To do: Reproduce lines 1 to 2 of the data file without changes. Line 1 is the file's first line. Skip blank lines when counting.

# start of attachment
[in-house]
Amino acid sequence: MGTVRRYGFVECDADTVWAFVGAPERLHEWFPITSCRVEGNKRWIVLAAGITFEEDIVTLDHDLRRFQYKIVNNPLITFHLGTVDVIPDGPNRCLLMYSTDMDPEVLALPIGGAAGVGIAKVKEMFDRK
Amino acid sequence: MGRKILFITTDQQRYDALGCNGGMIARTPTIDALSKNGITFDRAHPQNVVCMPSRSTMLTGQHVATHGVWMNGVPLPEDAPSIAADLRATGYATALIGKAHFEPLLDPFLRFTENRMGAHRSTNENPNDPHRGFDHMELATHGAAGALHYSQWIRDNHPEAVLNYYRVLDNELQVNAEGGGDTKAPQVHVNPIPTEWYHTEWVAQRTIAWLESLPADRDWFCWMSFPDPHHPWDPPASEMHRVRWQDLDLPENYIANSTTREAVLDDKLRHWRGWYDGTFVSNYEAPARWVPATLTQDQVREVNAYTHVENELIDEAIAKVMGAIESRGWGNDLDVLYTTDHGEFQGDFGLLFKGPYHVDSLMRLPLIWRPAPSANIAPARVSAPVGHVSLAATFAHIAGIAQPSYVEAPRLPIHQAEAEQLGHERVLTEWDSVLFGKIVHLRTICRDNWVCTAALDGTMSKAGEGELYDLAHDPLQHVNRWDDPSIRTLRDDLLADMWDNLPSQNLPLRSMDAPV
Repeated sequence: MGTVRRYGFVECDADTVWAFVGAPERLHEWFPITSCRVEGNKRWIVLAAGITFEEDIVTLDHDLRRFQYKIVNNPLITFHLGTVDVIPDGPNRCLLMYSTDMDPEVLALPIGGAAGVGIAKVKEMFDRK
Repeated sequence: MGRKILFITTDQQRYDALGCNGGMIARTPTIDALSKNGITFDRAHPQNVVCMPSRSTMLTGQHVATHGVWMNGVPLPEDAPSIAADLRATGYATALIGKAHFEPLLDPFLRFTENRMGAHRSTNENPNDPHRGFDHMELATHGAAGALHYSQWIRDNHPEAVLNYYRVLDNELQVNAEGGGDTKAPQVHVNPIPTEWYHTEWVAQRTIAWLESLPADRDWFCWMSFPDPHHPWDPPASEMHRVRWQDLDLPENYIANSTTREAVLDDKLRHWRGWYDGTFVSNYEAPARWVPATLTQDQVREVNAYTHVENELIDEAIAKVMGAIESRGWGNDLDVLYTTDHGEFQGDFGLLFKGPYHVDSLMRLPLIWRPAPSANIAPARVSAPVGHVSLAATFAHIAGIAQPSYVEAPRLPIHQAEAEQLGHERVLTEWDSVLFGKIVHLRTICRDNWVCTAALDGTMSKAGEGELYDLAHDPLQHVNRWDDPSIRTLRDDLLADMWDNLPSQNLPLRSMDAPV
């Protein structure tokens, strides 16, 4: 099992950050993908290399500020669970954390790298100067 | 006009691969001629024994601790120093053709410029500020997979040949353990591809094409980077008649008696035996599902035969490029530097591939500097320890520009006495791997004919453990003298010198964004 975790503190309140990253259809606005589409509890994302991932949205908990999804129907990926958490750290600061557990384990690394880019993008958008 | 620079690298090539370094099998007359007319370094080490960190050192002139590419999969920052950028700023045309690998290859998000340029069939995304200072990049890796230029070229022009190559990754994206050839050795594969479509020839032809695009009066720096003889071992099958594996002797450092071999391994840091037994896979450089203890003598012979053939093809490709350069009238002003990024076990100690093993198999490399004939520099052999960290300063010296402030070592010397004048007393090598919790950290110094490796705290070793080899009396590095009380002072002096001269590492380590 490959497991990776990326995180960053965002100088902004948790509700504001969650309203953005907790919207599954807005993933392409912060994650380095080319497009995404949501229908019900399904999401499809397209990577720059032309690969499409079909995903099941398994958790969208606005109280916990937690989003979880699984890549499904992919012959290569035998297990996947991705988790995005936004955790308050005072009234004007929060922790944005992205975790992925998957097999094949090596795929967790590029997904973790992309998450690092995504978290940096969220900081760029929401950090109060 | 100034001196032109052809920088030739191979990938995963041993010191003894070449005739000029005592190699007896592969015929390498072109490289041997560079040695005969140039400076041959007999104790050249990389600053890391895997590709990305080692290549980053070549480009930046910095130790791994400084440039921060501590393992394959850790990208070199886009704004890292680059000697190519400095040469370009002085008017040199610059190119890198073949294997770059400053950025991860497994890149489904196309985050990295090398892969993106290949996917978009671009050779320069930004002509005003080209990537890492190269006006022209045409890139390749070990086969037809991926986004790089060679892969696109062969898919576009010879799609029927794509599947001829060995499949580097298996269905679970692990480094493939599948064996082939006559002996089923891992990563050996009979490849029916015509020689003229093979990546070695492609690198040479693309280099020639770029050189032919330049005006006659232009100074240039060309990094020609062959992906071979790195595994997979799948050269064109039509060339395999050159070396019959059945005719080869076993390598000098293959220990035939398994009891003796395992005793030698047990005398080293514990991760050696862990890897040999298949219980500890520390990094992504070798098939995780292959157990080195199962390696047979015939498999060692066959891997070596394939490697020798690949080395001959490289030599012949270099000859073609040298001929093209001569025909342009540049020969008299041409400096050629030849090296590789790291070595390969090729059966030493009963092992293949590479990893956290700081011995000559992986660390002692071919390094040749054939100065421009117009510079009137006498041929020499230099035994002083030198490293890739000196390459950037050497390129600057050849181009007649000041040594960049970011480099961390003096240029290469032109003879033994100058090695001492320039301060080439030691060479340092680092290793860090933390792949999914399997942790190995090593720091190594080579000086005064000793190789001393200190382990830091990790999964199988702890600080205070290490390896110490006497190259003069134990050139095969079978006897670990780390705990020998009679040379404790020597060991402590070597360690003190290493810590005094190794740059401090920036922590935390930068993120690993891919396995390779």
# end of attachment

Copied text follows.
[in-house]
Amino acid sequence: MGTVRRYGFVECDADTVWAFVGAPERLHEWFPITSCRVEGNKRWIVLAAGITFEEDIVTLDHDLRRFQYKIVNNPLITFHLGTVDVIPDGPNRCLLMYSTDMDPEVLALPIGGAAGVGIAKVKEMFDRK